A dramatic trellis adds bravado and a passive cooling element to a recently renovated mid-century ranch house.
The Babat residence in Nashville is blessed with a big backyard; however, the blistering Tennessee sun once made it feel more like a broiler than a place to kick back and relax. Enter architect Michael Goorevich—then on staff at Manuel Zeitlin Architects—who devised a wood-and-steel trellis to cover part of the space. To ensure the span shades the terrace from early afternoon until evening, Goorevich painstakingly modeled the path of the sun to determine the correct orientation and angle for the trellis, as well as the depth and spacing of its Douglas fir crossbeams. Beneath its steep rise, the residents find respite from the sun, entertain guests, and frequently dine al fresco.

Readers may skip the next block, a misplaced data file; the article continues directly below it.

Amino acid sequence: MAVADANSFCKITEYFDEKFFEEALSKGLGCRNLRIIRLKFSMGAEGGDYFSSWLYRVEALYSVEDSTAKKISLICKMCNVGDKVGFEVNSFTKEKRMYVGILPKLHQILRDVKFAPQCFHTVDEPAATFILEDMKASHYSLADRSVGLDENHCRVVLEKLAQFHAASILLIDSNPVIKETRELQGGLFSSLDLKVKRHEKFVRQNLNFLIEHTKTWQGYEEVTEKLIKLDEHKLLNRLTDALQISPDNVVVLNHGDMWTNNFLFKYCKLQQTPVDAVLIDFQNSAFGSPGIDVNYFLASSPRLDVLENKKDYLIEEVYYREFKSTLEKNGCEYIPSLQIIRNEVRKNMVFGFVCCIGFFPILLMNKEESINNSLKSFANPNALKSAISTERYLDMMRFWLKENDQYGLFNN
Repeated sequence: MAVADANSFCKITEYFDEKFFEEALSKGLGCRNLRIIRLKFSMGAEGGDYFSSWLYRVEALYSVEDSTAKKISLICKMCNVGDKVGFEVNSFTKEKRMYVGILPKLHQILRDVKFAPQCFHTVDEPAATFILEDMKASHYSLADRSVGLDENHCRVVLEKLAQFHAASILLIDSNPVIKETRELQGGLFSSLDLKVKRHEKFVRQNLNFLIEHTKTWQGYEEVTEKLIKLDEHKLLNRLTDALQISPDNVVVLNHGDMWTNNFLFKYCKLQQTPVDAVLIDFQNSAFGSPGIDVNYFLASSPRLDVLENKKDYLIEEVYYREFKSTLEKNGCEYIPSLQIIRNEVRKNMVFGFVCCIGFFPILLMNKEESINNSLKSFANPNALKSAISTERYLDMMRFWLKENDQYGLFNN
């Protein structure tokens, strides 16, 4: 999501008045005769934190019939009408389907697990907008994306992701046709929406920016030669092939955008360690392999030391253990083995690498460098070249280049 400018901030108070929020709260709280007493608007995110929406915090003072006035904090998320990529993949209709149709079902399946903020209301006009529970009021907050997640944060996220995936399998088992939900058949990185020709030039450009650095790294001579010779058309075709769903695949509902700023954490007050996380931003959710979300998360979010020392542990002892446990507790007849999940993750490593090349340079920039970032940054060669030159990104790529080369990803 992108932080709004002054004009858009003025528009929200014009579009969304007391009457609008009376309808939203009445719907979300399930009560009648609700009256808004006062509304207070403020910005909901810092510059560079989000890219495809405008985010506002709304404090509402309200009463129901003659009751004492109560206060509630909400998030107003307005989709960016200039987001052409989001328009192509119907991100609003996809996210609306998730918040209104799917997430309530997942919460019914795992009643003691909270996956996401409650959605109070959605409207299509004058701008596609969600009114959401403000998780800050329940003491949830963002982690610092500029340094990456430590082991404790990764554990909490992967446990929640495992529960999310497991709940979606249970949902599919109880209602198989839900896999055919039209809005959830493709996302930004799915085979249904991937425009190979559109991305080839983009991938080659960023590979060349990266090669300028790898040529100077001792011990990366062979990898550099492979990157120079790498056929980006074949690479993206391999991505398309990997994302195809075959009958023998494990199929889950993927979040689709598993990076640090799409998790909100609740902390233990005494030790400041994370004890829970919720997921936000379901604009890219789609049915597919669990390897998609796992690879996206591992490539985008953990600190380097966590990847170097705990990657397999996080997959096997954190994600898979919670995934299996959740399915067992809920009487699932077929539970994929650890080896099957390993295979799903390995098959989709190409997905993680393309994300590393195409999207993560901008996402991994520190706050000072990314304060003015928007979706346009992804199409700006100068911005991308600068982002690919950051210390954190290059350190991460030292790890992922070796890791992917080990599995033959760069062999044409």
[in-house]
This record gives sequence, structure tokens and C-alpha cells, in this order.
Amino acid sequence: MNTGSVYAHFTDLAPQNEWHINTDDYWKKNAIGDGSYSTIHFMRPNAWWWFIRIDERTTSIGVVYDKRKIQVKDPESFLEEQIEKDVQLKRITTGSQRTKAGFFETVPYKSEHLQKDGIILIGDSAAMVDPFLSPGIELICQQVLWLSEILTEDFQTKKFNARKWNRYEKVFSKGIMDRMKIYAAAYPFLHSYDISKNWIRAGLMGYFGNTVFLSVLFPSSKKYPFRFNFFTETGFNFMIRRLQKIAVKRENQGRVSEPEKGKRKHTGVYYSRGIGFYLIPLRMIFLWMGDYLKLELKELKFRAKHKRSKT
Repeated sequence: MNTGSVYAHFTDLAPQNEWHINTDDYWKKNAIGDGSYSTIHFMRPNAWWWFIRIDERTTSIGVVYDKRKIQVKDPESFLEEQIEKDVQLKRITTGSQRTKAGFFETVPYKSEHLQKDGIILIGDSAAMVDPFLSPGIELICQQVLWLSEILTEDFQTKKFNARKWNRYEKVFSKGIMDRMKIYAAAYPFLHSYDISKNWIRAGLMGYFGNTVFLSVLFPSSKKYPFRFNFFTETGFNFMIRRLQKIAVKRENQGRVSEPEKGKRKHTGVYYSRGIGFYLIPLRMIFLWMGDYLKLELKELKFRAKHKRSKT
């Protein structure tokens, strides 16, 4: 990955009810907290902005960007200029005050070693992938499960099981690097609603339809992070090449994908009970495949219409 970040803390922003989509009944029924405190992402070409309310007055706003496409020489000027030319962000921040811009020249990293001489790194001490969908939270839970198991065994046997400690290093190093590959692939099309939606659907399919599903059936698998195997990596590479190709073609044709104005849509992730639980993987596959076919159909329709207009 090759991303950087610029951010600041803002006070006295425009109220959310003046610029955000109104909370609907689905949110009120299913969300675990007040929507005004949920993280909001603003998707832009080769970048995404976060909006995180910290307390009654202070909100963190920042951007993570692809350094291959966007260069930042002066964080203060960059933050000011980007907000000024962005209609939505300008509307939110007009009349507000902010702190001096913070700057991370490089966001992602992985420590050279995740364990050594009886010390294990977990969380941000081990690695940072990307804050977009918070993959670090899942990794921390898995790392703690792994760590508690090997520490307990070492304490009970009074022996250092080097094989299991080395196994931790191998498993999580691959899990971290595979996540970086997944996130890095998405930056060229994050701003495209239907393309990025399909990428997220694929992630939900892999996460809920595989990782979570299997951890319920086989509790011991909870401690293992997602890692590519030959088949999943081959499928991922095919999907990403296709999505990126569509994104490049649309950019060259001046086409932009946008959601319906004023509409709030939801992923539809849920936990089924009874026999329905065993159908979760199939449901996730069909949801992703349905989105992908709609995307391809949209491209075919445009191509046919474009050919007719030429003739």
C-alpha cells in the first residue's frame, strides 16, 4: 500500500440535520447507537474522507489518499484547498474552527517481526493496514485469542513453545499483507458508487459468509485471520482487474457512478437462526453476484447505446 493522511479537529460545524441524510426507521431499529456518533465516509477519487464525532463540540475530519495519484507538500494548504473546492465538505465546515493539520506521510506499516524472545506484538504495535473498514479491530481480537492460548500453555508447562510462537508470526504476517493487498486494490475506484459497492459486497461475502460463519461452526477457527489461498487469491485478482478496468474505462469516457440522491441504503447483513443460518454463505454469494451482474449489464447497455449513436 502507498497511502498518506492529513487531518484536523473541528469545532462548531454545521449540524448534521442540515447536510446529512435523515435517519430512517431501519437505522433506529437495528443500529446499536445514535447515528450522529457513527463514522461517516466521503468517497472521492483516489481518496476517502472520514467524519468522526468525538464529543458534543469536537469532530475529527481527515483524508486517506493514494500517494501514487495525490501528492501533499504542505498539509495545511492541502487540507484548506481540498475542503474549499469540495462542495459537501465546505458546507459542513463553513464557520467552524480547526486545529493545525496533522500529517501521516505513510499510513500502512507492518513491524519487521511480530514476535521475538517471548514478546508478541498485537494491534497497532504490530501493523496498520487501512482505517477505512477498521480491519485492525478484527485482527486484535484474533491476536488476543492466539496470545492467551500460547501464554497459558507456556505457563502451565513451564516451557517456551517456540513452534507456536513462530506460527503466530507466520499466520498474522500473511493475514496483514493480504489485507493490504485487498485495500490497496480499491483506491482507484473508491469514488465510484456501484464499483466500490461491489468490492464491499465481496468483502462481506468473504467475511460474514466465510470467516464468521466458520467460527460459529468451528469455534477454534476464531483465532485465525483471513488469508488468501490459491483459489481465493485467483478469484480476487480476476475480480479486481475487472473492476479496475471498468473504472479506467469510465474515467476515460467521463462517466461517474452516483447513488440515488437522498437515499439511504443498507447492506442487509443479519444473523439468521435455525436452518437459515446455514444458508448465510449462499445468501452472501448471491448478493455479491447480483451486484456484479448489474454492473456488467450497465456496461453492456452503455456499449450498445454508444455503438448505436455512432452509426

The awning’s value is aesthetic as well as utilitarian: “The trellis is the glue that ties the original to the addition,” says Goorevich, who used the long lines of the old section as a springboard for the new section he designed. Despite its location in a traditional neighborhood, the house receives far more cheers than jeers from visitors and passersby. “Our house is contemporary, but also rooted in local tradition,” resident Brett Babat says, referencing the project’s “barnlike” use of wood, color, the trellis, a pitched roof, and three oversize sliding doors. “We think that’s why people find it so welcoming while still modern.”